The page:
Lego Hobit


Lego Hobit


Lego Hobit


Publisher: Warner Bros

Developer: Traveller’s Tales

Platforms: PS4, PS3, Xbox One, Xbox 360, Wii U, Mac, PC

Release date: Out Now


Lately Warner Bros has been pumping out their Lego video games at a quick pace, and while they’ve all been pretty good that volume has come at a cost. There have been three games based off the popular Lego playsets released in the last six months and even with a change of scenery the formula is starting to show its age. While their latest release Lego The Hobbit still manages to be fun it’s no denying that lego fatigue is beginning to set in.

Released to coincide with the release of The Hobbit: The Desolation of Smaug on home video, Lego The Hobbit covers the first two films in Peter Jackson’s Hobbit trilogy, in which a company of dwarves partner up with Gandalf and Bilbo in a quest to retake the Lonely Mountain from the dragon Smaug. Like 2012’s Lego Lord of the Rings, Lego The Hobbit is set across a sprawling chunk of Middle Earth, beginning in the Shire and winding up at the lakeside town of Esgaroth and Smaug’s treasure-filled lair itself. From Bilbo’s initial encounter with the 13 dwarves to their capture by the spiders of Mirkwood to the barrel-ride escape from the wood elves, every one of the films’ big moments are captured here in all their plastic glory. If there was one knock against the game it’s despite the new characters, new locations and a few new gameplay mechanics it feels way too similar to Lego Lord of the Rings. Still, if you’re all in on Lego games you’ll like the tried and true formula of the minute-to-minute gameplay that developer TT Games is known for. The tactile joy of breaking apart Lego objects is as addictive as ever as you smash apart everything in your path and solve a series of convoluted but never very difficult, puzzles. The two player co-op remains one of the best ways to enjoy the game with another person as there’s so much going on that both parties will be thoroughly entertained. TT Games has always added a humorous spin to whatever property they were paired with and the team has found a perfect match in The Hobbit. The superb voice work and the familiar epic score which were taken straight from the films, marries well with the cut scenes. Because the third film in The Hobbit series hasn’t been released yet, Lego The Hobbit only covers those first two films, leaving players who finish the game with an abrupt cliffhanger. Future DLC will rectify that by adding the final film’s events to the game, but it’s still somewhat of a letdown to reach the 2/3rds mark of the story and have it just cut to credits.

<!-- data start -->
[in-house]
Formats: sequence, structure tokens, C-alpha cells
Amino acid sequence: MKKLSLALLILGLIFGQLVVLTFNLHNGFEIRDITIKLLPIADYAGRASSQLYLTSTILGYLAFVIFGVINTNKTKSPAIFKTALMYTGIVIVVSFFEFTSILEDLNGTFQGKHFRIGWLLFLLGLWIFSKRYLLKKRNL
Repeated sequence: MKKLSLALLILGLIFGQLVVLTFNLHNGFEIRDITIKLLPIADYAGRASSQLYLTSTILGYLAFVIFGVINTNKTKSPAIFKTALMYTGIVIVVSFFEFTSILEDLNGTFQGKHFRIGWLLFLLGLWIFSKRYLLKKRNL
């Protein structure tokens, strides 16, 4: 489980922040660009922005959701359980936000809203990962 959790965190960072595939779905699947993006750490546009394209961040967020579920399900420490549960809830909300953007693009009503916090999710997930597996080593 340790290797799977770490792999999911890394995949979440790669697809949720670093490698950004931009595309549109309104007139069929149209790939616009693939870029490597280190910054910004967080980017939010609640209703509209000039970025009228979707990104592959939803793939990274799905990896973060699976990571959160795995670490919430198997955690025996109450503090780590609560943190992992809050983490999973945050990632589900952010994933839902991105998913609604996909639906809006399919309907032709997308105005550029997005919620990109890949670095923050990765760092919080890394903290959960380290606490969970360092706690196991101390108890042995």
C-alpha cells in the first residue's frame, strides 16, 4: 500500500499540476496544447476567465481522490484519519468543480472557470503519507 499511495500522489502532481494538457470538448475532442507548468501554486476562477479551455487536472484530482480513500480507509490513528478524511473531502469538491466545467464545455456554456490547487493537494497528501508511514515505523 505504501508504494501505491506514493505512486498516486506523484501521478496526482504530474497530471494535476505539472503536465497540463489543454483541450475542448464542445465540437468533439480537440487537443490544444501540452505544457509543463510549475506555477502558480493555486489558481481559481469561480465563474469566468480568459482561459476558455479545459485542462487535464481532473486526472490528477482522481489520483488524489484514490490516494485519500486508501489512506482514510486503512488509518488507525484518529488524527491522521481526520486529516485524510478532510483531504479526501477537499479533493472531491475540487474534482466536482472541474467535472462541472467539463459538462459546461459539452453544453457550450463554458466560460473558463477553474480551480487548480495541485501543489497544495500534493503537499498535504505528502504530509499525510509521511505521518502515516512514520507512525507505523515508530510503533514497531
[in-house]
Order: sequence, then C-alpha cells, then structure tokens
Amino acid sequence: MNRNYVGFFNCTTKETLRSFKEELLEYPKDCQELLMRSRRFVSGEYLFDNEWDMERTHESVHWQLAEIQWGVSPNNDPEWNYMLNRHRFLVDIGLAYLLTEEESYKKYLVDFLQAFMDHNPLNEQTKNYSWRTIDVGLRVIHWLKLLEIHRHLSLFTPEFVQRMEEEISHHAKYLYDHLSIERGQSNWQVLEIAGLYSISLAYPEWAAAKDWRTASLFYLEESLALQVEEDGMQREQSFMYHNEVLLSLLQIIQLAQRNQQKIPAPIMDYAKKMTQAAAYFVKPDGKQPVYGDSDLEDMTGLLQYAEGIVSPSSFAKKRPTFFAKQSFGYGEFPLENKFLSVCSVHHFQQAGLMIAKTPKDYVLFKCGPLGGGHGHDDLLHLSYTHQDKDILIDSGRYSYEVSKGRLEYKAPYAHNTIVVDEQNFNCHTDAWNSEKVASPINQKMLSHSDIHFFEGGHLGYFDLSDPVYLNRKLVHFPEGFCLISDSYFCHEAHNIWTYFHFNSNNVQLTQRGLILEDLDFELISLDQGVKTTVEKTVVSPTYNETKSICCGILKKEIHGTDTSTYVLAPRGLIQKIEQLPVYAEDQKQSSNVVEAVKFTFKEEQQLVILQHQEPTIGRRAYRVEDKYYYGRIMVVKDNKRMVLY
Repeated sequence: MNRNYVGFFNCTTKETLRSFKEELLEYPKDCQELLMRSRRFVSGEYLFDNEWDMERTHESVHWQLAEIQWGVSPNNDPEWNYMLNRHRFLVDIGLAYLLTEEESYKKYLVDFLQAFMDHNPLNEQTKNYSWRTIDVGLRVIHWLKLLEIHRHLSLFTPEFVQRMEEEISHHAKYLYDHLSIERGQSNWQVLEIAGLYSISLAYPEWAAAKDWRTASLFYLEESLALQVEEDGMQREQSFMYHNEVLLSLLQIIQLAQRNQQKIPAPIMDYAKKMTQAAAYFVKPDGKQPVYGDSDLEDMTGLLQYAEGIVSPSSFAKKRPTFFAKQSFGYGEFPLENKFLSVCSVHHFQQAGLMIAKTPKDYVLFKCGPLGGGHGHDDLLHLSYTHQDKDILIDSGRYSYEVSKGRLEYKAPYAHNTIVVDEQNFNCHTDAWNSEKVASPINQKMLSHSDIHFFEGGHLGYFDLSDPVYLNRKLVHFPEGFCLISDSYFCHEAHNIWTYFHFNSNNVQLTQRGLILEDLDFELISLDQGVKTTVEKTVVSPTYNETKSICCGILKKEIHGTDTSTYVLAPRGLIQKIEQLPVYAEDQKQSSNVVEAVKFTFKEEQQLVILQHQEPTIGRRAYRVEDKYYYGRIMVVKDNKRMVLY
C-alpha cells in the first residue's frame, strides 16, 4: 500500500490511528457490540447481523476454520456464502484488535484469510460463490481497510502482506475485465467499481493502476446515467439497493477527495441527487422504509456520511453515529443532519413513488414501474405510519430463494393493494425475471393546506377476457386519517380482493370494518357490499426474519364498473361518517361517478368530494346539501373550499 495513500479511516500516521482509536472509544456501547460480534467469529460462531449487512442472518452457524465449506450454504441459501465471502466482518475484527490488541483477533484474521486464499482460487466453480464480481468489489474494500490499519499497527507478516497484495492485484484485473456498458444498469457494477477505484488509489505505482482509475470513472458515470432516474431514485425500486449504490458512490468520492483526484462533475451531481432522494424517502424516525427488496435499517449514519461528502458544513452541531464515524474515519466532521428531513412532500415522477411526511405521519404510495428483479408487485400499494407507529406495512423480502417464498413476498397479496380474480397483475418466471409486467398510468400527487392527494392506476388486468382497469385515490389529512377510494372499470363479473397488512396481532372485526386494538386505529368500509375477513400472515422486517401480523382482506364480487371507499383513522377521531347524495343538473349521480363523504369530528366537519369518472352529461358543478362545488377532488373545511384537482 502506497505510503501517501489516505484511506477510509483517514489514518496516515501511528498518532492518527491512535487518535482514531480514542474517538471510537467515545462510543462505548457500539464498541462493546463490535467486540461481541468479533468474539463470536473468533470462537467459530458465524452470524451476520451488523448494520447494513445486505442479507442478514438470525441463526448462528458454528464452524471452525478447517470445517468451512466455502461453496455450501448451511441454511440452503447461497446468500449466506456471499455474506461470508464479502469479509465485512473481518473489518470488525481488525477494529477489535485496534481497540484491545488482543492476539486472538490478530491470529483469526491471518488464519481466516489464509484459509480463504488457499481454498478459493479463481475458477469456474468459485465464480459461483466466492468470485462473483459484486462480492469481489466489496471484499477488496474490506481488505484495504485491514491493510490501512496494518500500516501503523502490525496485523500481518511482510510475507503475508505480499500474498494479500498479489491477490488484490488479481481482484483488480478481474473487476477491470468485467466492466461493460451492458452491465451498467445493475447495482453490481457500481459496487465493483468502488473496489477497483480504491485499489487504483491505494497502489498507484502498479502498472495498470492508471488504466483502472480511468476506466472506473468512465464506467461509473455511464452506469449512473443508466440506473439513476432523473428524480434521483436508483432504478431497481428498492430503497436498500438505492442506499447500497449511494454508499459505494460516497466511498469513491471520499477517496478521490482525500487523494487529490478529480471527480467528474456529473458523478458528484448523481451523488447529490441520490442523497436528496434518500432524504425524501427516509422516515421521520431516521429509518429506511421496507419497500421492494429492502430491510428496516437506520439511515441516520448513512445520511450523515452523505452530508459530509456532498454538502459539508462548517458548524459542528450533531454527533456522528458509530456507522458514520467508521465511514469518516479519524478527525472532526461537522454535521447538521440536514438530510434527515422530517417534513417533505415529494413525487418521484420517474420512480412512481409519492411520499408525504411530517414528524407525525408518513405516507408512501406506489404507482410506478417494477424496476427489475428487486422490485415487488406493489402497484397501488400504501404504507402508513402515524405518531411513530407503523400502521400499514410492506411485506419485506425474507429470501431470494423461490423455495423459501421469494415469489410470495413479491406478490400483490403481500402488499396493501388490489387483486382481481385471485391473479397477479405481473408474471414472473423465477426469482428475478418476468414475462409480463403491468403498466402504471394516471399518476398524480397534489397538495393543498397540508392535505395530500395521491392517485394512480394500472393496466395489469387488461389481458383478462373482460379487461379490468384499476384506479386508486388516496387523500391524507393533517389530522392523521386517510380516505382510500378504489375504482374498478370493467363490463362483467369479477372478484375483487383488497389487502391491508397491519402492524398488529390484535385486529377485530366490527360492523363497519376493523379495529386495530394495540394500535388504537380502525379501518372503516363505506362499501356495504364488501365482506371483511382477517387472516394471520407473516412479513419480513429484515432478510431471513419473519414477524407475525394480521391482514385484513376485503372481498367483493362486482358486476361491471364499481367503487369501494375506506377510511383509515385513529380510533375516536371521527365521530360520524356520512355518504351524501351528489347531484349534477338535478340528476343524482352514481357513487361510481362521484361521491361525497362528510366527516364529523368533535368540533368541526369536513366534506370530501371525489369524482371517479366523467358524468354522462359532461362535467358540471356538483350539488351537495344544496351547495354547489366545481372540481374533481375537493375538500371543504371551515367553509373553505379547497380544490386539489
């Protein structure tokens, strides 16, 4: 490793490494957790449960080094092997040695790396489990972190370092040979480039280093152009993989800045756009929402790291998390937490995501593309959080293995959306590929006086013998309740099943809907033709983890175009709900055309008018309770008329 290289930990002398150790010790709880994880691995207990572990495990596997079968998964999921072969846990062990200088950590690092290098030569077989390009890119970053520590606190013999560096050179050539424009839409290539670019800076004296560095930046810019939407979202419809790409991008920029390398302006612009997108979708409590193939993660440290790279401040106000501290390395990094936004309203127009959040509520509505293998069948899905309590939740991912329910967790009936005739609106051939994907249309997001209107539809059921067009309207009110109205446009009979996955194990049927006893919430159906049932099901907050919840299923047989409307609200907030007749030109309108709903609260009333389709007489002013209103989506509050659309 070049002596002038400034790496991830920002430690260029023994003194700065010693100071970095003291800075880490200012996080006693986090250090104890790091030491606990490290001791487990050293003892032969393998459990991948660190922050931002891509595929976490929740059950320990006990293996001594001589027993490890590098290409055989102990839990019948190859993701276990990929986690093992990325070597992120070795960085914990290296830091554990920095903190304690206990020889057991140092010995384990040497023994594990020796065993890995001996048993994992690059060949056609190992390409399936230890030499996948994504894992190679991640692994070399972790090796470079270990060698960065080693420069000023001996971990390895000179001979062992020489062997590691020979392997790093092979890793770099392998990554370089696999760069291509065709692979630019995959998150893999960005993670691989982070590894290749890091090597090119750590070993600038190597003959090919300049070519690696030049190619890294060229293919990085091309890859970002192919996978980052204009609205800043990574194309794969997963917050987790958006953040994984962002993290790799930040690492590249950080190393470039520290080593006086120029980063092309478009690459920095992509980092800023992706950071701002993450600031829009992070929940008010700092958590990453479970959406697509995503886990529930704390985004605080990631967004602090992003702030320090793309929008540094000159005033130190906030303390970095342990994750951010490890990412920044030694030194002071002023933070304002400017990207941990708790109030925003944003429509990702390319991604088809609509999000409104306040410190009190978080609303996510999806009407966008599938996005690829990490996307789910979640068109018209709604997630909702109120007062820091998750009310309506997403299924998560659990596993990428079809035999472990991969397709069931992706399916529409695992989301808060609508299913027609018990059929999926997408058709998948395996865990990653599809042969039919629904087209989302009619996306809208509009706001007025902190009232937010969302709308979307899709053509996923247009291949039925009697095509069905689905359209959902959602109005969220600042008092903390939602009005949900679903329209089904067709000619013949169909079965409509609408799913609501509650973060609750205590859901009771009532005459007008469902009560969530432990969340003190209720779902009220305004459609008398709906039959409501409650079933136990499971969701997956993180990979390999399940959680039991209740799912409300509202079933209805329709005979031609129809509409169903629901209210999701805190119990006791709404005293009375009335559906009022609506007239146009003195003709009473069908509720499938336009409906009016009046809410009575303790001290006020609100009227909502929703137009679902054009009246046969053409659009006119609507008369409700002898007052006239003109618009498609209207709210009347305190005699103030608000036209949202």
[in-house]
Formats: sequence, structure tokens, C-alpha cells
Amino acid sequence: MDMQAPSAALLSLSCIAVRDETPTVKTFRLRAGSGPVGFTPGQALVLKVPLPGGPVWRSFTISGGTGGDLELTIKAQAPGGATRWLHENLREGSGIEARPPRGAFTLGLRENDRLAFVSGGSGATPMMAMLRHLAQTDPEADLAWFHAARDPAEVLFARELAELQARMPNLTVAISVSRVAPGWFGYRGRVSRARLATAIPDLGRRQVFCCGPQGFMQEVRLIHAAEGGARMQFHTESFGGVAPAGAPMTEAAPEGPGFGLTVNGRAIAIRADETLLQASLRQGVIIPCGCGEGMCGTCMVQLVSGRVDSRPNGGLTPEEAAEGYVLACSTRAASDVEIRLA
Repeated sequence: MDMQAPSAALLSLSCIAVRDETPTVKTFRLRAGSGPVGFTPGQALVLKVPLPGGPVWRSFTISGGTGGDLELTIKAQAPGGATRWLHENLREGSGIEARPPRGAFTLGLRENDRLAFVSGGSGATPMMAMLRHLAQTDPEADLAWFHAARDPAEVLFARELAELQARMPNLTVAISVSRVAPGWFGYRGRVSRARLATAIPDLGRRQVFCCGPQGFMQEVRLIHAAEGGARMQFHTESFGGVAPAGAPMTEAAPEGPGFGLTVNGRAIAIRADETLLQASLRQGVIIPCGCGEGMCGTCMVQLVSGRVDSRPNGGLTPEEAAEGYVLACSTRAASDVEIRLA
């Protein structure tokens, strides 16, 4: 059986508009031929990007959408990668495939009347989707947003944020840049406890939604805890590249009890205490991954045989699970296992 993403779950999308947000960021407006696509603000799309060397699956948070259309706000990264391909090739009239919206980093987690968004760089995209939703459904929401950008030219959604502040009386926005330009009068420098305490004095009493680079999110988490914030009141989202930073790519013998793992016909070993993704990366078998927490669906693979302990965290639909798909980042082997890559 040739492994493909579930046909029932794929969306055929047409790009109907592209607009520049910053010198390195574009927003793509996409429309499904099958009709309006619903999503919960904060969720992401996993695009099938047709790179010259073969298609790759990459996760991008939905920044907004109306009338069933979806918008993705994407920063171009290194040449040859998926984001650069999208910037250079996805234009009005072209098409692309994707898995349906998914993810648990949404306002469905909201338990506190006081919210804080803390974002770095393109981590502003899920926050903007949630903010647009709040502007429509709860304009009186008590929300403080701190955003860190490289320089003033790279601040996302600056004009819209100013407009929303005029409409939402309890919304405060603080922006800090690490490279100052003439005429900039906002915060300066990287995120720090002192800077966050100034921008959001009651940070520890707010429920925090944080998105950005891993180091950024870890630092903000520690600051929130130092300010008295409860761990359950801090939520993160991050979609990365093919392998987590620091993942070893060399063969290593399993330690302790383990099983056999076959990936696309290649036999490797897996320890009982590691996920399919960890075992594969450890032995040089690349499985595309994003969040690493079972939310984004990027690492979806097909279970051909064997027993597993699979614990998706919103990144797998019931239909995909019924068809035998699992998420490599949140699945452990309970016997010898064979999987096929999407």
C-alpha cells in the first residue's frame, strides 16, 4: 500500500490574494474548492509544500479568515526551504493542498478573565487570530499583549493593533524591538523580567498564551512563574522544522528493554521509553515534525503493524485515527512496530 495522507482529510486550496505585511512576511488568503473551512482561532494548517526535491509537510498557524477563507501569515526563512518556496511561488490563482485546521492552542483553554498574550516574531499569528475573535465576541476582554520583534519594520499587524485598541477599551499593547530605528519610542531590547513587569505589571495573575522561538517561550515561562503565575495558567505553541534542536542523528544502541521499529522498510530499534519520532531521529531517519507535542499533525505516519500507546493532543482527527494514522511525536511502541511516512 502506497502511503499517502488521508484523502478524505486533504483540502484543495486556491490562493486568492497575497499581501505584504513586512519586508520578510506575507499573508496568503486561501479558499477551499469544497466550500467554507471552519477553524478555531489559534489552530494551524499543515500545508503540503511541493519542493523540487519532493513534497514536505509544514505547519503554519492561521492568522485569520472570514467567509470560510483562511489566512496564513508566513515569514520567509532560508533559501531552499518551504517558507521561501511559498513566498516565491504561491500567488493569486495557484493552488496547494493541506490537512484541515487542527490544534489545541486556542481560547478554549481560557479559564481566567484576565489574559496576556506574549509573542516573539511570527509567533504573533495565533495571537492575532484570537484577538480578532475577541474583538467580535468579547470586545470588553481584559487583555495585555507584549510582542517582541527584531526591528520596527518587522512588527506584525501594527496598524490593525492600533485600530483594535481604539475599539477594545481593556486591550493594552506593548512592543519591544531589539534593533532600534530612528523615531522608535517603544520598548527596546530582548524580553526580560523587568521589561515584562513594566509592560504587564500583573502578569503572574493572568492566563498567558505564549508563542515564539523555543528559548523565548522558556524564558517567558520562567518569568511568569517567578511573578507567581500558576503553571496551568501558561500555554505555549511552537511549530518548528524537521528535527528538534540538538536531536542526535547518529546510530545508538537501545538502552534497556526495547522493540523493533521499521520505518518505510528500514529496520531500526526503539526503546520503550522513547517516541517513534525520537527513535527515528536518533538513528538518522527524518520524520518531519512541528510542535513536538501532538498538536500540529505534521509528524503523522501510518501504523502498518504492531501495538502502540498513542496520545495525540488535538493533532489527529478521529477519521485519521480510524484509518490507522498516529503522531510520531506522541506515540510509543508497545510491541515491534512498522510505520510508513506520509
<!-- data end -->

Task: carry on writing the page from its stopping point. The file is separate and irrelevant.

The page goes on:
Ending aside, the game offers a ton of stuff to do as you smash blocks and a neat new addition sees destroyed objects dropping actual LEGO pieces that you can collect to use in building other objects later on. You can also mine rocks for these resources via a little mini-game. The world is filled with fantastic creatures and monsters, and TT Games has done a great job adapting the giant eagles, goblin kings, and dragons to the standard Lego models.


The XXL Endgame

On the whole LEGO The Hobbit won’t surprise fans of the Lego series, but the co-op formula is still as entertaining as ever and there’s plenty of content to keep you busy. The game, like the movies it’s based on, ends awkwardly but if you’re a fan of Lego games will find more to love even if there’s nothing unexpected about this journey.—written by DJRhude (@DJRhude)

XXL Rating: L (Average)

Lego The Hobbit was reviewed on a retail copy provided by Warner Bros for the PS3.